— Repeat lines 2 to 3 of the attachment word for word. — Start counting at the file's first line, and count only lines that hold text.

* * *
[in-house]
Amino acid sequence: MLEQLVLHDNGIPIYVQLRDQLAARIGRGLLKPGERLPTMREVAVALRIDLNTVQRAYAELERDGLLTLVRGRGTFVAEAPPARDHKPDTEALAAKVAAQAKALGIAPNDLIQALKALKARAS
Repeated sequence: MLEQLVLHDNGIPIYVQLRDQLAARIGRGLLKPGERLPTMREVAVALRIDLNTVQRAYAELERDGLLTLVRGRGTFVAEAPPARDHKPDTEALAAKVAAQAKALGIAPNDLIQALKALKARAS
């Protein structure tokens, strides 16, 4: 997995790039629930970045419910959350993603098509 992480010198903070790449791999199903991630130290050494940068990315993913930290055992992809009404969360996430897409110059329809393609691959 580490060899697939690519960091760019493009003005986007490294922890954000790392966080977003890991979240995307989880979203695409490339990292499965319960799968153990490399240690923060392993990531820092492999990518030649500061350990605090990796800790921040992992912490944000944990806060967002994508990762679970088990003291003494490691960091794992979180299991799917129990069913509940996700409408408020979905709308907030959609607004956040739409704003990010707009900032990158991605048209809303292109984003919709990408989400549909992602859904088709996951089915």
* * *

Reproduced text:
Amino acid sequence: MLEQLVLHDNGIPIYVQLRDQLAARIGRGLLKPGERLPTMREVAVALRIDLNTVQRAYAELERDGLLTLVRGRGTFVAEAPPARDHKPDTEALAAKVAAQAKALGIAPNDLIQALKALKARAS
Repeated sequence: MLEQLVLHDNGIPIYVQLRDQLAARIGRGLLKPGERLPTMREVAVALRIDLNTVQRAYAELERDGLLTLVRGRGTFVAEAPPARDHKPDTEALAAKVAAQAKALGIAPNDLIQALKALKARAS